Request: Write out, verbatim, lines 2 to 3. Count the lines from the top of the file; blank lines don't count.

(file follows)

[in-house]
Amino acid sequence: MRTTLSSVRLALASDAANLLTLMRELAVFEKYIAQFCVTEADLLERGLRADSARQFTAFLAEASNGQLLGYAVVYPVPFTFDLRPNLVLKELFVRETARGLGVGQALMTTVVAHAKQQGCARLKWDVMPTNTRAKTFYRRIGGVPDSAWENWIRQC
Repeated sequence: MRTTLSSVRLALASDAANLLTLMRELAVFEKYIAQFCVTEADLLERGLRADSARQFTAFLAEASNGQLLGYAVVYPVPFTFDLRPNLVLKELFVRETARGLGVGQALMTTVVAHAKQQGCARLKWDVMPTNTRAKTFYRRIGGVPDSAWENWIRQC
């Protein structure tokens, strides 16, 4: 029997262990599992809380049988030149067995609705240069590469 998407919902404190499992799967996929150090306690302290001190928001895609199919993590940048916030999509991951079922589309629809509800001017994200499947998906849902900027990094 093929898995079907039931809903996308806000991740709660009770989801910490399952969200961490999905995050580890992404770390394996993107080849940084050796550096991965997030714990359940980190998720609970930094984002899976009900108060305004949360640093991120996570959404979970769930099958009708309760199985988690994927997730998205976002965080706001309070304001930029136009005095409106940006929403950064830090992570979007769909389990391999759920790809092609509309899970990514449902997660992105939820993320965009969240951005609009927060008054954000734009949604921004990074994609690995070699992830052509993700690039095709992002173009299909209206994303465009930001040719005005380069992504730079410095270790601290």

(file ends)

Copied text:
Amino acid sequence: MRTTLSSVRLALASDAANLLTLMRELAVFEKYIAQFCVTEADLLERGLRADSARQFTAFLAEASNGQLLGYAVVYPVPFTFDLRPNLVLKELFVRETARGLGVGQALMTTVVAHAKQQGCARLKWDVMPTNTRAKTFYRRIGGVPDSAWENWIRQC
Repeated sequence: MRTTLSSVRLALASDAANLLTLMRELAVFEKYIAQFCVTEADLLERGLRADSARQFTAFLAEASNGQLLGYAVVYPVPFTFDLRPNLVLKELFVRETARGLGVGQALMTTVVAHAKQQGCARLKWDVMPTNTRAKTFYRRIGGVPDSAWENWIRQC